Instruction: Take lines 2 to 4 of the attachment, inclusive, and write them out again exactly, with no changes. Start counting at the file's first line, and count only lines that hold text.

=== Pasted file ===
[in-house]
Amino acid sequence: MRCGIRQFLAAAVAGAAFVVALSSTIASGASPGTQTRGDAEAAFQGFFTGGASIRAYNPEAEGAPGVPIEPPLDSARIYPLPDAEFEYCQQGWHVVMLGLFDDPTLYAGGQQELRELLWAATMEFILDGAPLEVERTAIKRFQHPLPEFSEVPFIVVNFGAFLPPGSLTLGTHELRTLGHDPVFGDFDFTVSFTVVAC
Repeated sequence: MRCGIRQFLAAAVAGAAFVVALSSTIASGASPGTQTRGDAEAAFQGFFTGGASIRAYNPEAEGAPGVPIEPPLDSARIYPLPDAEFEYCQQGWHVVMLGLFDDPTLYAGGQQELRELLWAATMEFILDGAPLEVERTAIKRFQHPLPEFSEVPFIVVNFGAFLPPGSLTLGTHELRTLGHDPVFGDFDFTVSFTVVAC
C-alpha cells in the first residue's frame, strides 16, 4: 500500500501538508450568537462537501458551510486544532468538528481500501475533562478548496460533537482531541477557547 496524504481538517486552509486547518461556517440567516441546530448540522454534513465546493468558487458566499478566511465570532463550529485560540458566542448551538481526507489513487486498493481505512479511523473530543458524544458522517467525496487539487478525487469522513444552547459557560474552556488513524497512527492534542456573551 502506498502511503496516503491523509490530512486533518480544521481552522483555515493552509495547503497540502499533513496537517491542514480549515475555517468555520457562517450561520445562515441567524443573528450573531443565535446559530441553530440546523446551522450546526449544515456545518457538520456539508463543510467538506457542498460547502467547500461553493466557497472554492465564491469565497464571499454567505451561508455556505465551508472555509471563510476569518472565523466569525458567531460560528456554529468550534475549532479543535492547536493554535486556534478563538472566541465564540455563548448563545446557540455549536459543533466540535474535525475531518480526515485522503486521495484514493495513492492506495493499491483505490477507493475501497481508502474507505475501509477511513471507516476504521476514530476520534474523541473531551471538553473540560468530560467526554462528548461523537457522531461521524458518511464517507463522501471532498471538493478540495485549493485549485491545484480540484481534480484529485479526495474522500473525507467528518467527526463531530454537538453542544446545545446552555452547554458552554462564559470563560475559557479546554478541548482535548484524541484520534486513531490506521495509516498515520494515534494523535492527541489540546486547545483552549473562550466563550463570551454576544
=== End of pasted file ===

Amino acid sequence: MRCGIRQFLAAAVAGAAFVVALSSTIASGASPGTQTRGDAEAAFQGFFTGGASIRAYNPEAEGAPGVPIEPPLDSARIYPLPDAEFEYCQQGWHVVMLGLFDDPTLYAGGQQELRELLWAATMEFILDGAPLEVERTAIKRFQHPLPEFSEVPFIVVNFGAFLPPGSLTLGTHELRTLGHDPVFGDFDFTVSFTVVAC
Repeated sequence: MRCGIRQFLAAAVAGAAFVVALSSTIASGASPGTQTRGDAEAAFQGFFTGGASIRAYNPEAEGAPGVPIEPPLDSARIYPLPDAEFEYCQQGWHVVMLGLFDDPTLYAGGQQELRELLWAATMEFILDGAPLEVERTAIKRFQHPLPEFSEVPFIVVNFGAFLPPGSLTLGTHELRTLGHDPVFGDFDFTVSFTVVAC
C-alpha cells in the first residue's frame, strides 16, 4: 500500500501538508450568537462537501458551510486544532468538528481500501475533562478548496460533537482531541477557547 496524504481538517486552509486547518461556517440567516441546530448540522454534513465546493468558487458566499478566511465570532463550529485560540458566542448551538481526507489513487486498493481505512479511523473530543458524544458522517467525496487539487478525487469522513444552547459557560474552556488513524497512527492534542456573551 502506498502511503496516503491523509490530512486533518480544521481552522483555515493552509495547503497540502499533513496537517491542514480549515475555517468555520457562517450561520445562515441567524443573528450573531443565535446559530441553530440546523446551522450546526449544515456545518457538520456539508463543510467538506457542498460547502467547500461553493466557497472554492465564491469565497464571499454567505451561508455556505465551508472555509471563510476569518472565523466569525458567531460560528456554529468550534475549532479543535492547536493554535486556534478563538472566541465564540455563548448563545446557540455549536459543533466540535474535525475531518480526515485522503486521495484514493495513492492506495493499491483505490477507493475501497481508502474507505475501509477511513471507516476504521476514530476520534474523541473531551471538553473540560468530560467526554462528548461523537457522531461521524458518511464517507463522501471532498471538493478540495485549493485549485491545484480540484481534480484529485479526495474522500473525507467528518467527526463531530454537538453542544446545545446552555452547554458552554462564559470563560475559557479546554478541548482535548484524541484520534486513531490506521495509516498515520494515534494523535492527541489540546486547545483552549473562550466563550463570551454576544